Transmission control and vaccinations are critical with the new B.1.1.7 variant
Colorado Department of Public Health and Environment (CDPHE) and the Colorado School of Public Health released an updated statewide modeling report showing that the effective reproduction number for SARS-CoV-2 statewide is just below one, and transmission control dropped from 83% to 76% over the last week. Currently 1 in 194 Coloradans are estimated to be infected.
The modeling results show that if the B.1.1.7 variant spreads rapidly in Colorado, high levels of transmission control and/or vaccination will be critical to avoiding another large surge.
The latest modeling provides projections based on COVID-19 hospital census data through February 22, 2021. The models are based on Colorado data and incorporate assumptions reflecting the current state of the science.
Key findings from the report:
- The effective reproduction number is close to 1 at 0.95. Transmission control has decreased to 76% from 83% last week.
- Estimated infection prevalence: 1 in 194 people in Colorado are currently infectious.
- If Colorado remains on the current trajectory, state-wide hospital demand and cases will continue to decline. It will be over a month before hospital demand and infection prevalence reach levels comparable to last summer.
- In the coming months, transmission control measures will help prevent another surge in infections, hospitalizations, and deaths while the rate of vaccination increases.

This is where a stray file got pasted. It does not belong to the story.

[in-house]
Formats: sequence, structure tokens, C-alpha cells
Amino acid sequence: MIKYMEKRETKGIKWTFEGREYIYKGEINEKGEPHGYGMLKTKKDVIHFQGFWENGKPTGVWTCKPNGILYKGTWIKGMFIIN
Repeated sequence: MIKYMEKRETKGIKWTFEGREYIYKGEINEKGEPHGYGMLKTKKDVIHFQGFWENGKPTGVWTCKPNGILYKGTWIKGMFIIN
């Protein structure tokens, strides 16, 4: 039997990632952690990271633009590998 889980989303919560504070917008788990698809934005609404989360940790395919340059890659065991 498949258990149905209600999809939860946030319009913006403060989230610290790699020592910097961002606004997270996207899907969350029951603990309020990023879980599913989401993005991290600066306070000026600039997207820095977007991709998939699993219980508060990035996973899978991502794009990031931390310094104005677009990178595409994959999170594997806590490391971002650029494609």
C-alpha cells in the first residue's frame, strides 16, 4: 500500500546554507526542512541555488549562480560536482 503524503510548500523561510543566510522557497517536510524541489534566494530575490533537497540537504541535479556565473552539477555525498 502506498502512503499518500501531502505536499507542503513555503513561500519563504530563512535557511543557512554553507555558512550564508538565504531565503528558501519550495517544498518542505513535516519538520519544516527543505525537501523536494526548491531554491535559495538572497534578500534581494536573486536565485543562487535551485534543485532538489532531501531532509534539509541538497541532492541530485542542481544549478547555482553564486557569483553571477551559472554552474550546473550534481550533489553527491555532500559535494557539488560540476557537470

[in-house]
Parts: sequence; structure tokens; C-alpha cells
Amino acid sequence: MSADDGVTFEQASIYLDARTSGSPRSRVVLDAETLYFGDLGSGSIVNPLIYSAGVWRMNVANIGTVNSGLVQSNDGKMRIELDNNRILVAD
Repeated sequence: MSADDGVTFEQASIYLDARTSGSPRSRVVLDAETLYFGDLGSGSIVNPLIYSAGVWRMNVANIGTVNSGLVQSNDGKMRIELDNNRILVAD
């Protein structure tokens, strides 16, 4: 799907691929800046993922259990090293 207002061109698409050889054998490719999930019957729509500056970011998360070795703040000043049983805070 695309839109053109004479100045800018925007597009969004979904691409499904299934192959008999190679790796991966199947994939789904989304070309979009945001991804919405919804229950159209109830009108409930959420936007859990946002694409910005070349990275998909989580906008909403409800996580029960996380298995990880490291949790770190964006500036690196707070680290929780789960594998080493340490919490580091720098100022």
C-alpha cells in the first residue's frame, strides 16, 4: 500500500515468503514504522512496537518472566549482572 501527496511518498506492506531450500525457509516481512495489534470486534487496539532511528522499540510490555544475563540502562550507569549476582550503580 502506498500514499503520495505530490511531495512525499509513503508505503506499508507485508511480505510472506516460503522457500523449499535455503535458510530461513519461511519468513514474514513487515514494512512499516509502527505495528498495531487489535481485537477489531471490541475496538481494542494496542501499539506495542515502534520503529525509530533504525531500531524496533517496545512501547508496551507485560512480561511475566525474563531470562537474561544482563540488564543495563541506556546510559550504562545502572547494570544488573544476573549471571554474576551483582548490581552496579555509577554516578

- If the B.1.1.7 variant spreads rapidly in Colorado and transmission control lessens over the short-term, we could see another peak in hospital demand. In the bounding scenario with reduction of transmission control to 60% immediately and rapid spread of the variant, demand could exceed ICU capacity and approach hospital capacity.
- With regard to vaccination, increased vaccine distribution and high levels of vaccine uptake will lead to more immediate benefit and would increase the level of protection should there be a surge of the B.1.1.7 variant.
- Mobility is stable in the Denver metro area. Restaurant visits spiked in ski regions over the President’s Day holiday weekend.
The Colorado School of Public Health (ColoradoSPH) assembled the expert group that works with the state on modeling projections. The group includes modeling scientists at the ColoradoSPH and the University of Colorado School of Medicine at the CU Anschutz Medical Campus, as well as experts from the University of Colorado Boulder, University of Colorado Denver, and Colorado State University.
All previous modeling reports are available on the Colorado School of Public Health’s COVID-19 website.
The state will continue to review data and model findings as the pandemic continues to inform policy decisions. Continue to stay up to date by visiting covid19.colorado.gov.